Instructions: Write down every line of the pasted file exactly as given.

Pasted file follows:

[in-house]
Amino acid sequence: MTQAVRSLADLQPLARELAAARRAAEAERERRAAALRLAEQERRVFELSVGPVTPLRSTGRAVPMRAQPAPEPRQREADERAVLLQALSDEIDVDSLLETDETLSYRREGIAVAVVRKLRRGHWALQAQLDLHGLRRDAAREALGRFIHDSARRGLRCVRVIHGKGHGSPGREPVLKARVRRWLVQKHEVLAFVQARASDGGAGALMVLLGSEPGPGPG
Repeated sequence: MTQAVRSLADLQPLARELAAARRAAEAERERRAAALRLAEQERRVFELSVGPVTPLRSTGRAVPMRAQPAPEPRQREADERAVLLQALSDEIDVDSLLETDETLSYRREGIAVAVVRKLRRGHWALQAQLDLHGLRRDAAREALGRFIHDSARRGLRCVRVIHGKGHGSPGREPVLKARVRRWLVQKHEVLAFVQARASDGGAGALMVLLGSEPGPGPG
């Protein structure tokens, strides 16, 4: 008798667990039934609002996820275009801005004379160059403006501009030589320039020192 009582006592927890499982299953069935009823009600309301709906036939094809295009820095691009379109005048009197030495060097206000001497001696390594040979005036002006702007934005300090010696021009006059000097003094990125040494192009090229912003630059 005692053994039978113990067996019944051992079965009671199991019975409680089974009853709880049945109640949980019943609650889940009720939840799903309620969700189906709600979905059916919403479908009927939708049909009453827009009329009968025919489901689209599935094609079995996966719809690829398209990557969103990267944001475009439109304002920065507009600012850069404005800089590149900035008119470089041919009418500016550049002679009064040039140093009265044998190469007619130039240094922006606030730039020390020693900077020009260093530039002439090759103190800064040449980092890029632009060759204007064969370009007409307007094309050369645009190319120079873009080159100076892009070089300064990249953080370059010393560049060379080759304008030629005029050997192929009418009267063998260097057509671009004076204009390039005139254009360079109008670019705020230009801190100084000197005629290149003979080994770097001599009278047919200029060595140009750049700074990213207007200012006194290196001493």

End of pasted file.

[in-house]
Amino acid sequence: MTQAVRSLADLQPLARELAAARRAAEAERERRAAALRLAEQERRVFELSVGPVTPLRSTGRAVPMRAQPAPEPRQREADERAVLLQALSDEIDVDSLLETDETLSYRREGIAVAVVRKLRRGHWALQAQLDLHGLRRDAAREALGRFIHDSARRGLRCVRVIHGKGHGSPGREPVLKARVRRWLVQKHEVLAFVQARASDGGAGALMVLLGSEPGPGPG
Repeated sequence: MTQAVRSLADLQPLARELAAARRAAEAERERRAAALRLAEQERRVFELSVGPVTPLRSTGRAVPMRAQPAPEPRQREADERAVLLQALSDEIDVDSLLETDETLSYRREGIAVAVVRKLRRGHWALQAQLDLHGLRRDAAREALGRFIHDSARRGLRCVRVIHGKGHGSPGREPVLKARVRRWLVQKHEVLAFVQARASDGGAGALMVLLGSEPGPGPG
């Protein structure tokens, strides 16, 4: 008798667990039934609002996820275009801005004379160059403006501009030589320039020192 009582006592927890499982299953069935009823009600309301709906036939094809295009820095691009379109005048009197030495060097206000001497001696390594040979005036002006702007934005300090010696021009006059000097003094990125040494192009090229912003630059 005692053994039978113990067996019944051992079965009671199991019975409680089974009853709880049945109640949980019943609650889940009720939840799903309620969700189906709600979905059916919403479908009927939708049909009453827009009329009968025919489901689209599935094609079995996966719809690829398209990557969103990267944001475009439109304002920065507009600012850069404005800089590149900035008119470089041919009418500016550049002679009064040039140093009265044998190469007619130039240094922006606030730039020390020693900077020009260093530039002439090759103190800064040449980092890029632009060759204007064969370009007409307007094309050369645009190319120079873009080159100076892009070089300064990249953080370059010393560049060379080759304008030629005029050997192929009418009267063998260097057509671009004076204009390039005139254009360079109008670019705020230009801190100084000197005629290149003979080994770097001599009278047919200029060595140009750049700074990213207007200012006194290196001493």